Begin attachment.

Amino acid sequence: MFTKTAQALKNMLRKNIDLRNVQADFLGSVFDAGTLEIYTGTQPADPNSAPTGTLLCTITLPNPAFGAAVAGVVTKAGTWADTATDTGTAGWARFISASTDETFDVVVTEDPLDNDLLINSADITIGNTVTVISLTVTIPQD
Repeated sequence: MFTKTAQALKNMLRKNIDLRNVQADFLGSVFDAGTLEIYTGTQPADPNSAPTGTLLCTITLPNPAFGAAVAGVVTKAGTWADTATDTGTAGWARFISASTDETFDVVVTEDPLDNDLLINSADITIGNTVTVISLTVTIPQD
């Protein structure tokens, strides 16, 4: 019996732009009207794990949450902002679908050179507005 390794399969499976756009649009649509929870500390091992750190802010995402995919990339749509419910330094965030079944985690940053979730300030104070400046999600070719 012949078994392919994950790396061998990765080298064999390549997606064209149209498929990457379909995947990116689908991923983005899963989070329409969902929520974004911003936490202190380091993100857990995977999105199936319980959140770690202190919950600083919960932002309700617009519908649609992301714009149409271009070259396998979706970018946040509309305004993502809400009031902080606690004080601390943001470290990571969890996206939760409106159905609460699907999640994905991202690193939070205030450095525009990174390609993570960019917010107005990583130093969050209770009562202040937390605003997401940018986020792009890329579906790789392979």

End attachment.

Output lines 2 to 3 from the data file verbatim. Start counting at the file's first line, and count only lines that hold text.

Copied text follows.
Repeated sequence: MFTKTAQALKNMLRKNIDLRNVQADFLGSVFDAGTLEIYTGTQPADPNSAPTGTLLCTITLPNPAFGAAVAGVVTKAGTWADTATDTGTAGWARFISASTDETFDVVVTEDPLDNDLLINSADITIGNTVTVISLTVTIPQD
């Protein structure tokens, strides 16, 4: 019996732009009207794990949450902002679908050179507005 390794399969499976756009649009649509929870500390091992750190802010995402995919990339749509419910330094965030079944985690940053979730300030104070400046999600070719 012949078994392919994950790396061998990765080298064999390549997606064209149209498929990457379909995947990116689908991923983005899963989070329409969902929520974004911003936490202190380091993100857990995977999105199936319980959140770690202190919950600083919960932002309700617009519908649609992301714009149409271009070259396998979706970018946040509309305004993502809400009031902080606690004080601390943001470290990571969890996206939760409106159905609460699907999640994905991202690193939070205030450095525009990174390609993570960019917010107005990583130093969050209770009562202040937390605003997401940018986020792009890329579906790789392979």